Vulnerabilities discovered in two plug-ins for Microsoft's popular Visual Studio Code editor could allow an attacker to execute malware by tricking a developer into clicking a link, software security firm Snyk says in a new analysis. This raises concerns that code editor extensions could be used as a way to compromise development environments.
The two extensions — Open in Default Browser and Instant Markdown — account for more than 600,000 downloads in the VS Code Marketplace. That's respectable but not close to the most popular plug-ins for handling code in popular languages, such as Python and C, which have tens of millions of downloads. While Snyk responsibly disclosed the issues and they are now patched, the research should raise concerns about whether other extensions have similar problems, says Kirill Efimov, a Snyk security researcher.
The question is whether Microsoft's Visual Studio Code, GitHub's Atom, and other extensible code editors have had enough security assessments, he says.
"I believe this is only the tip of the iceberg," Efimov says. "While only this specific attack vector in the publication is covered by our research and it's not likely popular extensions have similar issues, when looking at [other] research [into] VS Code extensions, I expect this area is still a gold mine for researchers."
Extensible code editors have taken off over the last decade. Microsoft's focus on supporting a wide variety of programming languages and frameworks has made its Visual Studio Code incredibly popular with 11 million current users, Microsoft stated a year ago. Overall, approximately 51% of developers use the coding platform, while another 23% use Sublime Text, and 13% use GitHub's Atom, according to the 2019 StackOverflow survey.
"From the developer’s point of view, ... you should be more concerned and conscious of the extensions you install," Snyk states in the vulnerability analysis. "Unfortunately, there are currently no tools for vetting extension security built into the marketplace."
Attackers' interest is understandable as the software supply chain allows compromises to be leveraged to attack bigger game. Earlier this month, for example, vulnerability management firm Rapid7 became the latest company to have its developers targeted when attackers accessed the company's code repositories. Highlighting the power of such attacks, the Rapid7 breach happened because of an earlier attack on third-party code-checking tool Codecov, the company says.
Attackers use similar techniques to target open source projects, either inserting themselves as a legitimate developer or, in some cases, taking control of a project and then modifying the code.
"The consequences of a software supply chain attack can be severe," the Cybersecurity and Infrastructure Security Agency CISA stated in an advisory in April 2021. "By compromising a software vendor, they bypass perimeter security measures like border routers, firewalls, etc., and gain initial access."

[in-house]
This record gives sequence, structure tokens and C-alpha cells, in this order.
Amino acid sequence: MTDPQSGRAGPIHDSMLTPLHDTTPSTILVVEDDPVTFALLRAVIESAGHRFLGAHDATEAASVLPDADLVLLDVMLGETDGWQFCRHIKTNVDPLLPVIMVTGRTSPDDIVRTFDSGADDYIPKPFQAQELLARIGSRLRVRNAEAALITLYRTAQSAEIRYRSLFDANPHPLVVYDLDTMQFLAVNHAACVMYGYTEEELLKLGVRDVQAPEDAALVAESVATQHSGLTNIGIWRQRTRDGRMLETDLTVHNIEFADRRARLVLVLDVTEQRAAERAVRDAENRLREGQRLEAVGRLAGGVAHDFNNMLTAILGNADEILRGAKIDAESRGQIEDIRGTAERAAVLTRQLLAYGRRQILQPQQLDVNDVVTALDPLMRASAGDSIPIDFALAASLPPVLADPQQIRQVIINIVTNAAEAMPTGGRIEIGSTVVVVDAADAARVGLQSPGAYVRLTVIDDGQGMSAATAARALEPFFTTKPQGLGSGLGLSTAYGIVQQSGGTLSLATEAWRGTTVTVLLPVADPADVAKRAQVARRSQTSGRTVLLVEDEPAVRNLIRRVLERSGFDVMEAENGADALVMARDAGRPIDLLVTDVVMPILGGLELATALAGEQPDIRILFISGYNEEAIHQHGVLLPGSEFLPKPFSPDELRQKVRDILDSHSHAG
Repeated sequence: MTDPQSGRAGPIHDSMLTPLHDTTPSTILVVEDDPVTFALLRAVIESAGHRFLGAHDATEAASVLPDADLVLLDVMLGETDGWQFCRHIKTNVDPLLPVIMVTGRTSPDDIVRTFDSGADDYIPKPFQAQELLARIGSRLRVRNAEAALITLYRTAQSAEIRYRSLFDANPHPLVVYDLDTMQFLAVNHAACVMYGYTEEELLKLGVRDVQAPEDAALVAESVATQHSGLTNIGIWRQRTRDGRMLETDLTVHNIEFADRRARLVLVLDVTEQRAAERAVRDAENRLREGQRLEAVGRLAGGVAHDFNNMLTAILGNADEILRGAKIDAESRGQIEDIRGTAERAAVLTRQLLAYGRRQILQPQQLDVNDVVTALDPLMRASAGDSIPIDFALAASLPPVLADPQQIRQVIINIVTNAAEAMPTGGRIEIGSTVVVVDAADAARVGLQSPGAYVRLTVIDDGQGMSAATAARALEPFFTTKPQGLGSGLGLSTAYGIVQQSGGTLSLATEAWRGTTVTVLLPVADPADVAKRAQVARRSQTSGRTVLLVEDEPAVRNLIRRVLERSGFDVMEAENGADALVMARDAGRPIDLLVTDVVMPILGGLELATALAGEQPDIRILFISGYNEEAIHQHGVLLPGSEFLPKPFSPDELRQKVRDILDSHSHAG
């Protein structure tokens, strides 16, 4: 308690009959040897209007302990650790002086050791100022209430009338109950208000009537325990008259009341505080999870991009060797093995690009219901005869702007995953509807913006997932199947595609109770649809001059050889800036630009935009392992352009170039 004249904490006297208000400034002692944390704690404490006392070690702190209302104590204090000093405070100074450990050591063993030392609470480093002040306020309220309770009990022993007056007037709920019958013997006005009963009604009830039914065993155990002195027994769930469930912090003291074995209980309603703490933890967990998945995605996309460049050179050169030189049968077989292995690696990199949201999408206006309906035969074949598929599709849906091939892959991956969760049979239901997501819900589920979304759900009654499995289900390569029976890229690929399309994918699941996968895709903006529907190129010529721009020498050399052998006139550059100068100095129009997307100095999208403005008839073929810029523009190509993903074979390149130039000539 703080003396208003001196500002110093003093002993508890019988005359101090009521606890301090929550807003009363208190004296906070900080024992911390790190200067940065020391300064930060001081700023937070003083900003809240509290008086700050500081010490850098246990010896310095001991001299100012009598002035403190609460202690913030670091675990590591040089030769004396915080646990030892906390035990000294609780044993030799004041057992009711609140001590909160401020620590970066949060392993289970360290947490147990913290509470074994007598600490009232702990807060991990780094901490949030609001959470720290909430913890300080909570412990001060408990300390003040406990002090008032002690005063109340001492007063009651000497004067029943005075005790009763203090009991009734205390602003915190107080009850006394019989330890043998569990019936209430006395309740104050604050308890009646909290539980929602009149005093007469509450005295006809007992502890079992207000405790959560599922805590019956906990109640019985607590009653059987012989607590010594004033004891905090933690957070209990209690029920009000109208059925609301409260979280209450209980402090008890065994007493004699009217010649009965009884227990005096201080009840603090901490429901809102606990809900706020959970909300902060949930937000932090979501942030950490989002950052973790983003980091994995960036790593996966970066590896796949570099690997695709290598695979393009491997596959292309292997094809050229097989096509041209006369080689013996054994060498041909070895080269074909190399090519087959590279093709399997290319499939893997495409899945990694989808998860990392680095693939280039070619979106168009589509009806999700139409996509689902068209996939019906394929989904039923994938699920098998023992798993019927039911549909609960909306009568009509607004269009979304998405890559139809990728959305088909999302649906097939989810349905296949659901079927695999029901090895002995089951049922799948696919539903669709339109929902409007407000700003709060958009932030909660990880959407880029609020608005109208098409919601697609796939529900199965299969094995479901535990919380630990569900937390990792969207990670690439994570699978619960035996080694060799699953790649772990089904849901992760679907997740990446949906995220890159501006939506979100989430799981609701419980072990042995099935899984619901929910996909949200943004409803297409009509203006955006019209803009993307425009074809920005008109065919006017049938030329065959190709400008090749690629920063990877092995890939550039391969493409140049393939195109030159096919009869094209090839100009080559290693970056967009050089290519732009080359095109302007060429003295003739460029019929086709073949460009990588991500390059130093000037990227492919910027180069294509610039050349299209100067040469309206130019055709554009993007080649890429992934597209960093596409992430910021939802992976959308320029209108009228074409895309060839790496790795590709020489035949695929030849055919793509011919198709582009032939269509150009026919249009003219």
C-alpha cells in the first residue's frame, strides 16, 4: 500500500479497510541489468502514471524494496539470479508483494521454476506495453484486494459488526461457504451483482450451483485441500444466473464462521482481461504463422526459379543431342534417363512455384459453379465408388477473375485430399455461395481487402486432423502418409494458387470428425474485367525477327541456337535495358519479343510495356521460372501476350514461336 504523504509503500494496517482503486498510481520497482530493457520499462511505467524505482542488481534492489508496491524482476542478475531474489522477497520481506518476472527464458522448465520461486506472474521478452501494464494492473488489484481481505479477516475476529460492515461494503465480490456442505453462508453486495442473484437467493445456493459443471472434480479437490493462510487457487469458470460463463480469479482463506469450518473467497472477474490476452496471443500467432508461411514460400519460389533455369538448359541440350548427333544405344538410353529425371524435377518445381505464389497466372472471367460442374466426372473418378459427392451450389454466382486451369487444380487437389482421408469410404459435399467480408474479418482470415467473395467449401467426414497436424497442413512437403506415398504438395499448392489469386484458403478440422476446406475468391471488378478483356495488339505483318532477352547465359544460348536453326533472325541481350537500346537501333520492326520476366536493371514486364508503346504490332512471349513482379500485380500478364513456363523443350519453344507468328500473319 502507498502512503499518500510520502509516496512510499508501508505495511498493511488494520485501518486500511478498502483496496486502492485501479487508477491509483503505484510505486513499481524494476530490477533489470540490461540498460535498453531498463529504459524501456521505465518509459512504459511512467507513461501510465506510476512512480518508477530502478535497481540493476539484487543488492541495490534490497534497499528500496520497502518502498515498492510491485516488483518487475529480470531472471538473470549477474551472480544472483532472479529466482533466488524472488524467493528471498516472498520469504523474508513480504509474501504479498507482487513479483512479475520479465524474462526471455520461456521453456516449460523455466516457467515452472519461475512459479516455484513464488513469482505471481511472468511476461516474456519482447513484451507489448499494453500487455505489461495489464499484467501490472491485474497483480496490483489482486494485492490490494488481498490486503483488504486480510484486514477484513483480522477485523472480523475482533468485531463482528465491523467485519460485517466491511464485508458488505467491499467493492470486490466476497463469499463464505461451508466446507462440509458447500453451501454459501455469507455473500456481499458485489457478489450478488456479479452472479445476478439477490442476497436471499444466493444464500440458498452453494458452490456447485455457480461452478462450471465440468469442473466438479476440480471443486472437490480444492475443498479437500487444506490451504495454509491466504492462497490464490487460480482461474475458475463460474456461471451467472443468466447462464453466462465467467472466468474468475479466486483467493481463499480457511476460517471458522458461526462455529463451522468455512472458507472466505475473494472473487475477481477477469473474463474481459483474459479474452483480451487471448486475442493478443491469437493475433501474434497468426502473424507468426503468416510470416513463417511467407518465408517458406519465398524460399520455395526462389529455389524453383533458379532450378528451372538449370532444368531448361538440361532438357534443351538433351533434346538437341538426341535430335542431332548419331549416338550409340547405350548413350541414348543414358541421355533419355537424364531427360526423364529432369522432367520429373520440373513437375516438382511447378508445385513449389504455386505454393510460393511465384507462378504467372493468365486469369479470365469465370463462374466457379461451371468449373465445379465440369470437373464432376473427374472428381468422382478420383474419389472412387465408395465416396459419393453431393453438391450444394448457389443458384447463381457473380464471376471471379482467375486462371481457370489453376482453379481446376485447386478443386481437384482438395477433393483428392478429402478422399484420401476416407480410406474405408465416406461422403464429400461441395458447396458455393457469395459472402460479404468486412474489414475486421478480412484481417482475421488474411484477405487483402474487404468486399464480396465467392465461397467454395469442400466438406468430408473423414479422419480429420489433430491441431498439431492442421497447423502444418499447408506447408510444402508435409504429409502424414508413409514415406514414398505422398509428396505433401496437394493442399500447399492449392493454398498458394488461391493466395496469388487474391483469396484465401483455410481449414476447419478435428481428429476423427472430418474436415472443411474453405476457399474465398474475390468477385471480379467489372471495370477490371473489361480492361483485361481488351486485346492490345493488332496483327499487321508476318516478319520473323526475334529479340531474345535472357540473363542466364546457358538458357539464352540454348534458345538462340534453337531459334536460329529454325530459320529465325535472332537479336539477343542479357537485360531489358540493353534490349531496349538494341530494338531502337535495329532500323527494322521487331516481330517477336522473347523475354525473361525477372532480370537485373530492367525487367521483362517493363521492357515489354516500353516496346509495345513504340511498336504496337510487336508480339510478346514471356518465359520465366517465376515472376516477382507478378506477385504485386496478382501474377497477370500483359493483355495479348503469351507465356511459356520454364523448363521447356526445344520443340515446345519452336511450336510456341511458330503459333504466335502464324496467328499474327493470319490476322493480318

Extensible code editors may represent a fertile field for vulnerability seekers and attackers. The vulnerabilities found by Snyk could have a variety of impacts depending on the setup of the developer's environment. In the case of the Instant Markdown extension, just opening a repository's README file starts a Web server on a particular port (8090) as a way to view the file. Yet the extension has a particular vulnerability, known as path traversal, that allows attackers to reverse their way from the current directory to a completely different parent directory.
"It may seem that an extension is merely an extended IDE capability, but their blast radius is significantly more severe than that," Snyk states in the advisory. "A compromised extension on a developer's laptop means that, at the very least, the attacker had punched a hole through the firewall and gained access to internal corporate networks."
Keeping the ecosystem secure requires more security checks and a better way to communicate to users the degree to which editor plug-ins have been checked. At the very least, the developers who publish and maintain extensions for any platform, whether VS Code or an open source framework, should use modern security tools to check the security of the code, Snyk's Efimov says.
For their own work, developers should select the most popular extension to benefit from greater scrutiny by both the team maintaining the code and the user base. In addition, developers should do their own research on potential security issues discovered in specific extensions and how quickly the maintainers resolve issues.
"Check if an extension is actively maintained so you're in the know about any open issues," Efimov says, adding: "I hope our publication will trigger attention to this problem."Veteran technology journalist of more than 20 years. Former research engineer. Written for more than two dozen publications, including CNET News.com, Dark Reading, MIT's Technology Review, Popular Science, and Wired News. Five awards for journalism, including Best Deadline ... View Full Bio